Daniel Messel's eyes were fixed on the screen hanging on the wall across the courtroom. In an open, grassy clearing lay Hannah Wilson's body, where Messel allegedly left it after murdering the 22-year-old IU student.
Her gray shirt was pulled up, revealing her lower back. She wore tight black yoga pants and black converse shoes. Wilson was face down when investigators arrived on scene the morning of April 24, 2015.
The video footage being shown to the jury Thursday in the Brown County courthouse was taken at that time.
Wilson's body was left about 20 feet from Plum Creek Road, near State Road 45 in Brown County. Her clothing was presented piece by piece to the jury Thursday.
Messel's clothing, which was found in the plastic bag he was holding at the time of his arrest, was also presented. A pair of shoes, one sock, boxer shorts, a Cincinnati Reds T-shirt and blue jeans were shown to jurors, either in physical or picture form.
Messel’s jeans, shirt and left shoe contained visible blood stains.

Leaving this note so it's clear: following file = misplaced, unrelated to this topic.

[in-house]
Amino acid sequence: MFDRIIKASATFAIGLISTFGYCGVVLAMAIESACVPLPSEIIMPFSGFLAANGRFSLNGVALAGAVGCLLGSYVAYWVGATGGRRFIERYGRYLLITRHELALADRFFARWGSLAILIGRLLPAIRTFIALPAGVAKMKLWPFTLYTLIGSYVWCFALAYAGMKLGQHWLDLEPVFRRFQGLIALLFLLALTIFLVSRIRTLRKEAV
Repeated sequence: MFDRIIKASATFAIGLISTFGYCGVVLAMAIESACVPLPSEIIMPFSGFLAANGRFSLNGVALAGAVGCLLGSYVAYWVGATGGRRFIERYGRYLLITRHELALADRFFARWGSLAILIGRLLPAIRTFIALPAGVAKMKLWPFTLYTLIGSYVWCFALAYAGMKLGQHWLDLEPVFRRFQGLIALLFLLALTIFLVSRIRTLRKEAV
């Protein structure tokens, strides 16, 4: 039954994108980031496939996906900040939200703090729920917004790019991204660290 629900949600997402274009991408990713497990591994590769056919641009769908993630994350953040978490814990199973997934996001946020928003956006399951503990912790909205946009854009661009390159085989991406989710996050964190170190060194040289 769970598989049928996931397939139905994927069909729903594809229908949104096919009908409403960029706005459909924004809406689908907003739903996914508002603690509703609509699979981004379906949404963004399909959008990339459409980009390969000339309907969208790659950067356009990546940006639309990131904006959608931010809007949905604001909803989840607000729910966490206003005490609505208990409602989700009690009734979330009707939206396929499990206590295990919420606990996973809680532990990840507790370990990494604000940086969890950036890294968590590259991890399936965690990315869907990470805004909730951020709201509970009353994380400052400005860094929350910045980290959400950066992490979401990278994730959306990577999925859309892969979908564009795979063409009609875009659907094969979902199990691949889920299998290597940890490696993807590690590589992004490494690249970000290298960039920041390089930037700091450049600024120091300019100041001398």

Lottery tickets, some change and a business card were also in the plastic garbage bag.
Sgt. Chris Lewis, an officer largely involved with surveying the crime scene and identifying pieces of evidence in the case, took the stand Thursday afternoon. He testified he arrived at the Messel residence April 24, 2015, to see Messel being taken into custody by another officer.
Lewis later searched Messel's 2012 Kia Sportage, parked in the carport. He noticed "blood spatters" on the inside and outside of the vehicle. Swabs of the blood, kept in envelopes, were presented to the jury.
Lewis also noted the items he found inside Messel's vehicle: two unopened condoms, hair, some trash and binoculars under the passenger seat. He testified there were "two main clusters of hair" in the car – one near the center console and one on the back passenger floorboard.
After checking for finger and handprints "anywhere that someone could touch that was conducive to receiving finger prints,” Lewis lifted five prints from various sections of the Kia. Most notable were those found in the dust on the dashboard.
However, none of finger prints resulted in conclusive results, Lewis said.
In addition to searching Messel's vehicle and the surrounding area, Lewis assisted in the crime scene investigation that morning. He identified a shoe print in the area that belonged to Carol Bridges, a woman living nearby who first found Wilson's body.
Lewis took several measurements of tire tracks, but could not identify the kind of tires or car it belonged to based on their impressions.
The crime scene was cleared around 1 p.m. April 24.